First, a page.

Alex Chisholm on the role of consumer enforcers in a changing environment
Speech given by CMA Chief Executive, Alex Chisholm, at the Annual International Consumer Protection Enforcement Network (ICPEN) Conference.
Keeping pace with a changing environment: What this means for enforcers
The Digital Age has ripped up the rule book on consumer behaviour – and the way consumers make decisions continues to change.
We are now seeing a wave of new innovations – and are presented with both opportunities and risks we have not encountered before.
The advent of smartphones means that we can access the internet whenever and wherever we want. The smartphone revolution has introduced new and more efficient ways to communicate, to share our thoughts, feelings and menu choices with the world.
Online reviews are the new word of mouth that 54% of adult consumers use before making purchases. Having the internet in your pocket means you feel you should be able to shop anywhere, at any time, and buy from the widest range of providers.
Smartphone apps have made online purchasing possible at the click of a button – now, mobile payment systems linked to smart phones and smart watches are competing with more traditional payment methods, and making consumer transactions faster and smoother.
People are also using social media, especially Twitter, as a way of engaging with businesses, for example if a product or service is not up to standard. With a forum that is so public, you often get an instant response.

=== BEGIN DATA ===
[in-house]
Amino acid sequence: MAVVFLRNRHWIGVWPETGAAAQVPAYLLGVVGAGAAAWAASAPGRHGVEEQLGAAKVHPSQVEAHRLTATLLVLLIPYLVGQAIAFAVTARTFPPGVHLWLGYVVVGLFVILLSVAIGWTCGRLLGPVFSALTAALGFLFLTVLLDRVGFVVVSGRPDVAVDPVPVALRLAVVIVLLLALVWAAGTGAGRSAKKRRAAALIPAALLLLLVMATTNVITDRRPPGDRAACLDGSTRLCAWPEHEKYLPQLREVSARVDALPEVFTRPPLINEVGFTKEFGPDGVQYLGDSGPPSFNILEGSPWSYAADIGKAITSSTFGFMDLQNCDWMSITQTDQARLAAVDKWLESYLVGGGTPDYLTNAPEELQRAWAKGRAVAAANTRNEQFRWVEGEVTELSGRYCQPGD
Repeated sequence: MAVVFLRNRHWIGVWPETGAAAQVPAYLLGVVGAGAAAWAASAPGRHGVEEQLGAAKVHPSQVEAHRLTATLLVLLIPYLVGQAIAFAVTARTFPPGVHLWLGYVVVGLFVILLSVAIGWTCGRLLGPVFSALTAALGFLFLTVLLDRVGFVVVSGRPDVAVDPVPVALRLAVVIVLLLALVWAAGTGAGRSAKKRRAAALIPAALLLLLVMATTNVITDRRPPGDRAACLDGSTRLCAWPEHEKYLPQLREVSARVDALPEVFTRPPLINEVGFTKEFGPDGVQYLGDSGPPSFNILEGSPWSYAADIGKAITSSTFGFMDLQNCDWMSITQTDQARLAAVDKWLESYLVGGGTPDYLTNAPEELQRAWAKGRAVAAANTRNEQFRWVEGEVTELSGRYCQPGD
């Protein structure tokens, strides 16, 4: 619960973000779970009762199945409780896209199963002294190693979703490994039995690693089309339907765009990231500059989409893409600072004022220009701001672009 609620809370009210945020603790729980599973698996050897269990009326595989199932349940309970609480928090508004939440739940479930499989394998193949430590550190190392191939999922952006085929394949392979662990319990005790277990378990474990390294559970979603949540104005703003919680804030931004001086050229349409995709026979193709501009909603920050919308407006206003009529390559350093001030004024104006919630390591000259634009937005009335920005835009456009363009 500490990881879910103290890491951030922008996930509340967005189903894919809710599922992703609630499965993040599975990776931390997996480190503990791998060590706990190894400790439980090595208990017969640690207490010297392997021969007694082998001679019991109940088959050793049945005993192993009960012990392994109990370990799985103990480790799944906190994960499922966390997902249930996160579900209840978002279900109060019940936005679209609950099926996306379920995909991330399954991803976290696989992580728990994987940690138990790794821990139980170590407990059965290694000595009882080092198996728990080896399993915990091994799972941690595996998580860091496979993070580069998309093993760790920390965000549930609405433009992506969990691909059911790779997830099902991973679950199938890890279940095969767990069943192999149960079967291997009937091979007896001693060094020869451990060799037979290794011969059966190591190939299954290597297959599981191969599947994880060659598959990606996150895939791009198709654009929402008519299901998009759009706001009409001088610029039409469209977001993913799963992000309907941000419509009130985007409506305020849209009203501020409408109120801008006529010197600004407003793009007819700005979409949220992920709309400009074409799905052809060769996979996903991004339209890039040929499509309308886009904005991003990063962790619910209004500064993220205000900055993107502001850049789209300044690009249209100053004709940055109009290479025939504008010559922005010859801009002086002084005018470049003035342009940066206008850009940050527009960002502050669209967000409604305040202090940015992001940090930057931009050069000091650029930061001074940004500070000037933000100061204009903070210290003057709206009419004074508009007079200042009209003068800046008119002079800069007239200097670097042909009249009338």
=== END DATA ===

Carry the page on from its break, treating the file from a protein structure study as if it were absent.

So our smartphones are a communication tool, a research tool and wallet, all in one.
Elsewhere in the marketplace we are witnessing the rapid uptake of digital banking, both online and through mobile apps – including mobile payments, with some banks allowing online account opening and identification.
The sharing economy – which some prefer to call the access economy – has given rise to services such as Uber and Airbnb. And we’ve seen that anything as disruptive to the established order as these new services cannot expect a uniformly easy ride.
Innovations are coming through all the time. An app has just been launched which helps you manage prescriptions – you tell the app your medication details and the doctor with whom you are registered, and it does the rest – getting the medicines approved and sent to your door. You can also consult a doctor online via various sites. These intensely private ‘transactions’ and conversations, which people may have doubted could ever work in a digital setting, are becoming the norm as people place increasing trust in the services available online.
How we should respond as an agency
These rapid changes pose challenges for consumer authorities and policymakers alike: what are the key considerations that should inform the approach to intervention in such a fast moving sector?
Technology can create powerful opportunities in the realm of consumer decision-making. The Competition and Markets Authority’s (CMA) ongoing investigations in retail banking and energy have been giving particular consideration to the potential of online comparison tools to empower consumers.
In our retail banking investigation, we are looking at how price comparison websites can securely access consumers’ data to enable them to compare products to ensure they get the best deal, based on their own circumstances. We are also looking at ways for consumers to receive targeted information, for example through text messaging, to prompt them to review their current service at times when they are most likely to act on it – such as when charges are imminent.